"It was impossible to get to Kulikovo Pole. There were also two army tents on the square, and both were on fire. It was impossible to get through, there were cordons of these 'wonderful guys with bright faces'," Kataev said sarcastically, referring to pro-Maidan activists. "And if you don’t have identification marks on you – a yellow-blue ribbon or the right number on a helmet, then you couldn't break through in any way."
© Sputnik / Valery MelnikovAnti-Maidan protesters in 2019 holding portraits of people killed in the May 2, 2014, fire in Trade Unions House in Odessa.Anti-Maidan protesters in 2019 holding portraits of people killed in the May 2, 2014, fire in Trade Unions House in Odessa. / Go to the mediabank
No Justice, No Peace
Those who survived the massacre or were suspected of sympathy to Russia have been subjected to purges ever since that day.
"It became fashionable after Maidan won [to persecute opposition voices]. That is, they jailed those who survived, and not those who set the building on fire, because 'all animals are equal, but some animals are more equal than others'," Kataev said, citing George Orwell's allegorical novella Animal Farm. "Listen, they will come to you with a search and find everything they brought with them. They will come to you with a grenade, put it on the table and call witnesses."
RussiaTargeting the Unarmed: Ukraine’s Grim Record of Terrorist Attacks3 April, 15:55 GMTUkrainian prosecutors typically used criminal charges to put pro-Russian activists behind bars, according to the journalist.”At best, you will lose all the computer equipment that you had in your house,” he noted. “And you will be under surveillance for some time. At any moment you can be pulled, at any moment you can be forced to sign any piece of paper, this piece of paper will be shown to your friends. Friends will also sign the paper. If you are too loud, you will be locked up.”© Sputnik / Anton KruglovFlowers in memory of those killed in the Trade Unions House fire in Kulikovo Pole Square in Odessa.Flowers in memory of those killed in the Trade Unions House fire in Kulikovo Pole Square in Odessa. / Go to the mediabank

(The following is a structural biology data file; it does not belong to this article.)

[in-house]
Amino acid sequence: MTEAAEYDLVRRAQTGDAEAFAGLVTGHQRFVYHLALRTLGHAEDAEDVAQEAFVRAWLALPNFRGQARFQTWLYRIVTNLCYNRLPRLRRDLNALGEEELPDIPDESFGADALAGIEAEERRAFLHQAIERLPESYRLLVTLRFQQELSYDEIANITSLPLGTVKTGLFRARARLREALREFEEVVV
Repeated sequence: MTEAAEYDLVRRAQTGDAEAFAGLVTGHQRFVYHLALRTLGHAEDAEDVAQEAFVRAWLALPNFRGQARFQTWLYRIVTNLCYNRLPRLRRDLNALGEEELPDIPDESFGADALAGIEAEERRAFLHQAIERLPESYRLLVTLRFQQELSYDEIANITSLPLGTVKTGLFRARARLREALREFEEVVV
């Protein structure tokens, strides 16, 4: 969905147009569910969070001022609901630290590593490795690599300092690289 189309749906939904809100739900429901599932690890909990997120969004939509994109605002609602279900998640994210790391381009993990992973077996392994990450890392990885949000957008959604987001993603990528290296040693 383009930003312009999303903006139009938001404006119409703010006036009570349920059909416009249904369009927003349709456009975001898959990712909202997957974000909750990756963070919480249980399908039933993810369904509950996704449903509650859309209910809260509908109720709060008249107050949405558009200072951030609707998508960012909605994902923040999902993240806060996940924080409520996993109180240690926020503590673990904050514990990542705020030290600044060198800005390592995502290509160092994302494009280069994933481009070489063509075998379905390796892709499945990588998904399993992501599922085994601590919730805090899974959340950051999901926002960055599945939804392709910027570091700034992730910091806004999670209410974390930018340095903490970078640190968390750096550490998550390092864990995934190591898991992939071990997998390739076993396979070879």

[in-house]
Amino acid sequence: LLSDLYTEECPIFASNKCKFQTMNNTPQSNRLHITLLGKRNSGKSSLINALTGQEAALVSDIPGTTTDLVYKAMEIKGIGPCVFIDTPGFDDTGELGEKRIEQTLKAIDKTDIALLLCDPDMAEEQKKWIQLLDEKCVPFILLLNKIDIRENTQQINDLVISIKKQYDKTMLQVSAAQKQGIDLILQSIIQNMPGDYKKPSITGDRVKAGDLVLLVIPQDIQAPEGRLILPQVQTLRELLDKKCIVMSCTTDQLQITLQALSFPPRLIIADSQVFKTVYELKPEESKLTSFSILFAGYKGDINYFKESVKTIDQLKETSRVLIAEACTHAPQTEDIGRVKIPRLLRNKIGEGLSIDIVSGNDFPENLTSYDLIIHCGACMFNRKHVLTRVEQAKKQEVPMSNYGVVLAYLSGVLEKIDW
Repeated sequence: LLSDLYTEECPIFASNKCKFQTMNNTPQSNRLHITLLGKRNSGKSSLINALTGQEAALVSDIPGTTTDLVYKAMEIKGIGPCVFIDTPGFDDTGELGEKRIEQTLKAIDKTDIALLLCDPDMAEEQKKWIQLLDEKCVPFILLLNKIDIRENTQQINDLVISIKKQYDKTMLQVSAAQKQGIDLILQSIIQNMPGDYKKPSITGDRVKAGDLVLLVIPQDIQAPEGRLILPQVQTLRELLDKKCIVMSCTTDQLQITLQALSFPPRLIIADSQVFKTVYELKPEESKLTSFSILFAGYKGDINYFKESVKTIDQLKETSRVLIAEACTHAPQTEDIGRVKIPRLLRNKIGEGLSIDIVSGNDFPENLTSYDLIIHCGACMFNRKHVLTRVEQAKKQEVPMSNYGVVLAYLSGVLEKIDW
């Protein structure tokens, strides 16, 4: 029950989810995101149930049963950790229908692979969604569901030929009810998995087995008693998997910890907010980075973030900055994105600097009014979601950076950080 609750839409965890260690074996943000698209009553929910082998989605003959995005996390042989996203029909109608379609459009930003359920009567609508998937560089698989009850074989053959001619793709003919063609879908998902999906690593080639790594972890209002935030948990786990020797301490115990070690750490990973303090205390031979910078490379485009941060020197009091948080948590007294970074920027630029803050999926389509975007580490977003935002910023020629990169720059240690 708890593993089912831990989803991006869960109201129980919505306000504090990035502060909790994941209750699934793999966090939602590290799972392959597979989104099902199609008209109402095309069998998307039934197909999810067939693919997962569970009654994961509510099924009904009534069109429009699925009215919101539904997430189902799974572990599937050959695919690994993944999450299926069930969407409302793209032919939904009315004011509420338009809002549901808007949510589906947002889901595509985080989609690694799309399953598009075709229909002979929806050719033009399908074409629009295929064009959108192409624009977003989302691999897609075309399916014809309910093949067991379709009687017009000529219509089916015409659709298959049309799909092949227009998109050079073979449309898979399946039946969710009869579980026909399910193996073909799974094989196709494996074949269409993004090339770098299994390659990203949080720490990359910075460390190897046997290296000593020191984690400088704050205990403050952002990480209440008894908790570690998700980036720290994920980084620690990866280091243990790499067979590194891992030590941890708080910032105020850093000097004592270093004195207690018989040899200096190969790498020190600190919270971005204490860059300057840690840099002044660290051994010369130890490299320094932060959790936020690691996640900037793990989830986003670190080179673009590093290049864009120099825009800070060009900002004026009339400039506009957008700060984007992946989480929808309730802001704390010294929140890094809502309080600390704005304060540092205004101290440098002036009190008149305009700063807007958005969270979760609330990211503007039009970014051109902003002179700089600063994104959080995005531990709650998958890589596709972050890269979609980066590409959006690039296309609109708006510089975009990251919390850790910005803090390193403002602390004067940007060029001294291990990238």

"For example, I can be locked up for this conversation with you at the moment. And they will charge me with treason. This is for a long jail time," Kataev said.
Justice would never prevail under the Kiev regime, according to the journalist, who still does not lose hope.”One should approach this issue from the point of view of collective responsibility. Because one brought the gasoline, the second one poured it into bottles, the third carried Molotov cocktails, and the fourth set fire to the building (…) In my opinion, everyone who was there on the square, everyone should be punished for mass murder, at least.”